Zhang Boling was born on May 4, 1876 in Tianjin. He life was marked with a deep love for Christ, for China and for education. His patriotism was manifested when Zhang enrolled in the Beiyang Naval Academy in 1891. However, the crushing defeat of the Chinese Navy by Japan in the 1894-95 war caused Zhang to re-orient the focus of his patriotism from the military to education. In 1898, Zhang began a lifelong association with one of China’s leading educators, Yan Xiu, and six years later they founded China’s first modern private school in Tianjin. After touring schools in both Japan and the United States, Zhang decided to develop Nankai Middle School by following the American model, in which Christian values, science, and athletics all played important roles.
In the same year that Zhang met Yan Xiu, China’s reform movement suffered a setback when the Empress Dowager seized power from young Guangxu Emperor. Her xenophobic policies culminated in the Boxer Uprising and the death of over 30,000 Chinese Christians in 1900. However, the next two decades saw a new openness to the gospel in China. Zhang Boling was baptized in his 30s in 1909. He applied his patriotic zeal to the church and in 1911 became a founding member of one of China’s first self-supporting, non-denominational churches. He also became a board member of the Tianjin YMCA, and later its president, roles which reflected his commitment to breaking down the Confucian taboo against physical activity for scholars.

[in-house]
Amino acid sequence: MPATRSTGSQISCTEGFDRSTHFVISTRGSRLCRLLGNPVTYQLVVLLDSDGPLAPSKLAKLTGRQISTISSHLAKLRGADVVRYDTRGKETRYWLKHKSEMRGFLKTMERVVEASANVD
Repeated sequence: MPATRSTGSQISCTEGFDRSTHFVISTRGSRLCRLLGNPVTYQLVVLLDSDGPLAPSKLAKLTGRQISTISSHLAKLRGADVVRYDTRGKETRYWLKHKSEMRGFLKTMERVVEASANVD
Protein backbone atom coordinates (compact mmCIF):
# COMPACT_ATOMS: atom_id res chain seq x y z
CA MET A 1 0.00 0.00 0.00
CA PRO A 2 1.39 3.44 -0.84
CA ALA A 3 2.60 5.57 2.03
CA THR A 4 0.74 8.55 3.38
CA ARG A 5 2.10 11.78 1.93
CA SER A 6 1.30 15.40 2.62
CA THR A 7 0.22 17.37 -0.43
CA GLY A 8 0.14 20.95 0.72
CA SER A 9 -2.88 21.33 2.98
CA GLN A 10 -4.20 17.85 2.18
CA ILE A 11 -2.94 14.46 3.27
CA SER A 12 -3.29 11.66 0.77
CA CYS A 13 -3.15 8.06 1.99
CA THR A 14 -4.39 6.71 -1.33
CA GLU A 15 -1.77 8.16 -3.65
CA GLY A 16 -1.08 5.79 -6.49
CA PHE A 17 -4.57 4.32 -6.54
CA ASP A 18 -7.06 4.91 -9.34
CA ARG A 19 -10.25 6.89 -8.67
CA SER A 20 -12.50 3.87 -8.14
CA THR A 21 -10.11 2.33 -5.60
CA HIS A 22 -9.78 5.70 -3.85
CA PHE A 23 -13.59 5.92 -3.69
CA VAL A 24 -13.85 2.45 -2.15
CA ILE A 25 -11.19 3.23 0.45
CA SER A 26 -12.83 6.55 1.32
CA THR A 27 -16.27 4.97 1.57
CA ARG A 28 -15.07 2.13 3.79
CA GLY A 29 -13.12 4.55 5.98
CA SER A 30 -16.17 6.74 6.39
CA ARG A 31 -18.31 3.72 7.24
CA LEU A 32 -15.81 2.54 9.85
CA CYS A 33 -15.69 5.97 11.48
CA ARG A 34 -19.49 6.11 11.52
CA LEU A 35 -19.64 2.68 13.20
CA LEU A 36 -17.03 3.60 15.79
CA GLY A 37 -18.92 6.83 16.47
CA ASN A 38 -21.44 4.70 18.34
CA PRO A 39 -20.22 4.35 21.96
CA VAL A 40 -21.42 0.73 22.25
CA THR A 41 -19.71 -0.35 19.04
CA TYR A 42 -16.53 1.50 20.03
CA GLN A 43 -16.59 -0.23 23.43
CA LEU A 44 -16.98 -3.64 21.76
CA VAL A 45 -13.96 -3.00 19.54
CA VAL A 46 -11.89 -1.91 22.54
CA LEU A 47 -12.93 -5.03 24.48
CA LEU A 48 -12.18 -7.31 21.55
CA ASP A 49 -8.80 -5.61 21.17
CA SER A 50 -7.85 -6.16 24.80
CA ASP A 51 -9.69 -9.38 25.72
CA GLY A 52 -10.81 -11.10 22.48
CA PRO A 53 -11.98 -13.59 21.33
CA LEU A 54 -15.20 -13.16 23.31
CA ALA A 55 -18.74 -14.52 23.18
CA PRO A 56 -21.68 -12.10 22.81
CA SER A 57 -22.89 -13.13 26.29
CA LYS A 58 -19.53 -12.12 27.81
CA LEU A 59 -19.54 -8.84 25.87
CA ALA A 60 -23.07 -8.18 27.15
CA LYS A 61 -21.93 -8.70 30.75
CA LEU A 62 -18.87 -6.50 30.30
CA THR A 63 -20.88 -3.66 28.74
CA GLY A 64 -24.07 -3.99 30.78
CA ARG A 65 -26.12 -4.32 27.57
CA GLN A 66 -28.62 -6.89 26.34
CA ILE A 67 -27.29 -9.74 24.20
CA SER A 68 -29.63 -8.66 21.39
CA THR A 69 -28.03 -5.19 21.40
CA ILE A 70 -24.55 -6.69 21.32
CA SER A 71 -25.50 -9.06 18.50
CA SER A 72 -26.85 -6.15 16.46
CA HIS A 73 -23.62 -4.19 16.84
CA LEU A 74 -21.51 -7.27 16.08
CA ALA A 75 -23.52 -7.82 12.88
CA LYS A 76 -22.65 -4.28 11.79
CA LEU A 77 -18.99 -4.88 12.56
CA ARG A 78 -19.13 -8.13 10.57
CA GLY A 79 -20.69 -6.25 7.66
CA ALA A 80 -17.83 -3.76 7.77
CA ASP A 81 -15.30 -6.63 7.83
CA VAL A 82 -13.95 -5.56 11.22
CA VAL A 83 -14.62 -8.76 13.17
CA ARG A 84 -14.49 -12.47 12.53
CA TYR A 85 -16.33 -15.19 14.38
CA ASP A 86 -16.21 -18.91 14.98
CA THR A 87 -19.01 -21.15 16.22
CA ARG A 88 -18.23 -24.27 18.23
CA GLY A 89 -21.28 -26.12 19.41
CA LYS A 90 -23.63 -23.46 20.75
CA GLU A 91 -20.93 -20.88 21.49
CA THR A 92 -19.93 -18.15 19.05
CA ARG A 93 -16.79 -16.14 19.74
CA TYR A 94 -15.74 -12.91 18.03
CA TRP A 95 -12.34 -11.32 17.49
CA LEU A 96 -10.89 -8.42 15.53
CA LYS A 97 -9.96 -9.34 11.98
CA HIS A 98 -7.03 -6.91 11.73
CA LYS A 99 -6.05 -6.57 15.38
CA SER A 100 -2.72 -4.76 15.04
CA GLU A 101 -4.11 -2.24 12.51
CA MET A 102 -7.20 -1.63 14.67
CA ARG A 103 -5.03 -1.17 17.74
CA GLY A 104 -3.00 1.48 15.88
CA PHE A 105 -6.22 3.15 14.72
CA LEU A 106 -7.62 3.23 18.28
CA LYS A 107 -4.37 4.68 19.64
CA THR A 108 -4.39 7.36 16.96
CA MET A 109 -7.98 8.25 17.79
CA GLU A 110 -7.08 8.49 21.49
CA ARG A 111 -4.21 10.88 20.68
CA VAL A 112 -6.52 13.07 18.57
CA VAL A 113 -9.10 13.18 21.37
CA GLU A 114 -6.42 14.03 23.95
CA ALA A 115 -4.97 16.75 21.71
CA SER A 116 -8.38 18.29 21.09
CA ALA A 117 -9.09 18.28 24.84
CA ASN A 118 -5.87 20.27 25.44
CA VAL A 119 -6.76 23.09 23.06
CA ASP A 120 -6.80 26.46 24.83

In 1919, the year that China was wracked by student protests in the May 4 Movement, Zhang founded Nankai University. One of Nankai’s students was Zhou Enlai, a graduate of Nankai Middle School and later China’s premier. Zhou always held Zhang in high regard. How differently China’s history might have developed had Zhou followed Zhang’s lead in accepting Christ.
When Japan invaded China in 1937, Zhang suffered a great personal loss as his youngest son died while flying for the Chinese Air Force. Zhang’s outspoken patriotism led to the targeting of the Nankai University campus by Japanese bombers. Zhang was forced to move the university to Yunnan Province, where it became part of a national cooperative university. He moved the middle school to Sichuan Province and spent most of the war years there in government service in the wartime capital, Chongqing. Zhang returned to Tianjin in September 1950 and died there of illness at age 74 on February 23, 1951 just as the storm was breaking over the church in China. He was survived by his wife, three sons and their families.
Zhang wrote that the two greatest influences in his life were his faith in Jesus Christ and his wife. Although Nankai Middle School was not registered as a Christian school, Zhang’s faith was on display in many ways, including his weekly lectures to the students, which were described as sermon-like and moralistic. He read the Bible an hour each day, and he sponsored Bible translation and distribution ministries. His life is a powerful reminder that the gospel is a product of neither East nor West, that love of country and love of Jesus Christ need not be in conflict, and that it is important to see Jesus Christ proclaimed as Lord not only in church buildings but on the campuses and in every aspect of life.
When there is no one to help you, God is still there to help you.
Zhang Boling Xiansheng Zhuan Sun Chanmin, (Taiwan Zhonghua Shuju Yinhang, 1971), p. 13.